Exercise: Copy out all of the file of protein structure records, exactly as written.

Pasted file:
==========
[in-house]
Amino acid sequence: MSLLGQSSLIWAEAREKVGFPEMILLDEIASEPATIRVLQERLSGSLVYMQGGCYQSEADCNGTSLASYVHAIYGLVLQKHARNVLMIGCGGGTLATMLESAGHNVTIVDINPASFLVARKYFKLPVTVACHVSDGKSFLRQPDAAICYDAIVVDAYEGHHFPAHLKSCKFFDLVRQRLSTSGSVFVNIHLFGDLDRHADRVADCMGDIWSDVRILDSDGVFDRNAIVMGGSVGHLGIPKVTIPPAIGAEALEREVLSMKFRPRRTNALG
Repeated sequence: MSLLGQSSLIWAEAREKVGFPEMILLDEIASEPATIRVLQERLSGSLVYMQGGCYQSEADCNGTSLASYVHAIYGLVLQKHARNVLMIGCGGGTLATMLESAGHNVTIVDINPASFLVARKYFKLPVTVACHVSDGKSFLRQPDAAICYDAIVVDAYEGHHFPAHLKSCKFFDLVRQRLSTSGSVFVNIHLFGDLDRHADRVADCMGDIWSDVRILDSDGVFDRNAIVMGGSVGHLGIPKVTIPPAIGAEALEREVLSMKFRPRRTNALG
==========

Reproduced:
[in-house]
Amino acid sequence: MSLLGQSSLIWAEAREKVGFPEMILLDEIASEPATIRVLQERLSGSLVYMQGGCYQSEADCNGTSLASYVHAIYGLVLQKHARNVLMIGCGGGTLATMLESAGHNVTIVDINPASFLVARKYFKLPVTVACHVSDGKSFLRQPDAAICYDAIVVDAYEGHHFPAHLKSCKFFDLVRQRLSTSGSVFVNIHLFGDLDRHADRVADCMGDIWSDVRILDSDGVFDRNAIVMGGSVGHLGIPKVTIPPAIGAEALEREVLSMKFRPRRTNALG
Repeated sequence: MSLLGQSSLIWAEAREKVGFPEMILLDEIASEPATIRVLQERLSGSLVYMQGGCYQSEADCNGTSLASYVHAIYGLVLQKHARNVLMIGCGGGTLATMLESAGHNVTIVDINPASFLVARKYFKLPVTVACHVSDGKSFLRQPDAAICYDAIVVDAYEGHHFPAHLKSCKFFDLVRQRLSTSGSVFVNIHLFGDLDRHADRVADCMGDIWSDVRILDSDGVFDRNAIVMGGSVGHLGIPKVTIPPAIGAEALEREVLSMKFRPRRTNALG